Thursday, July 19, 2012

Is the SIS working for Bainimarama now?

Last night, news emerged that the SIS had raided several members of Auckland's exiled Fijian community, all of them members of the democracy movement, alleging an assassination plot against Fijian dictator Voreqe Bainimarama. No-one was arrested, but computers and cellphones were seized (and no doubt cloned for further study and compromised so as to provide a further source of intelligence).

Murder, even of a dictator, is a crime, and not something we should permit or condone. At the same time, its worth asking: was this a real plot, or were the SIS jumping at shadows? And were those shadows ones they'd seen themselves, or fed to them by Fiji's notoriously paranoid regime? Are the SIS effectively serving as agents of a foreign dictatorship to oppress its democratic opposition?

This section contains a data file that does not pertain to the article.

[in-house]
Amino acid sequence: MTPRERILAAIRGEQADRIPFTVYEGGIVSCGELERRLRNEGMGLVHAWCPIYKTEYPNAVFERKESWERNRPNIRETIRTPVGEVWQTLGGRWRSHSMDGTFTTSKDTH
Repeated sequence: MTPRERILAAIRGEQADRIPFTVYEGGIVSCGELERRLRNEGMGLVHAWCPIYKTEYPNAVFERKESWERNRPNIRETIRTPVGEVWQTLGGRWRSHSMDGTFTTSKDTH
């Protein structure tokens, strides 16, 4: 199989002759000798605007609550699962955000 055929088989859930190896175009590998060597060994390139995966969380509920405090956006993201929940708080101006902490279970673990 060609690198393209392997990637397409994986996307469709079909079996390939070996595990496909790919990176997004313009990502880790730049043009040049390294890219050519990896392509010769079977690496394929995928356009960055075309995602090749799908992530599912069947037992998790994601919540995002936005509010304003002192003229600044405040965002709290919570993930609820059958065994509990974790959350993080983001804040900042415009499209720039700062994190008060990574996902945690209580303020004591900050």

Sadly, the SIS won't answer questions about how they learned of this "plot", so we can only look at the public evidence. And here, the lack of arrests is significant. Planning a foreign murder from New Zealand is a crime here, and you'd expect that if such a plot was real, those involved in its planning would be looking at a courtroom by now. The fact that no-one is tells us that there is no evidence even to support the weaker "reasonable grounds" standard for arrest. In other words, they have no evidence that would convince a reasonable person to believe they were planning a murder.

Under those circumstances, raiding people's homes and taking their private communications looks decidedly dubious - and all the more so given the political nature of the group targeted.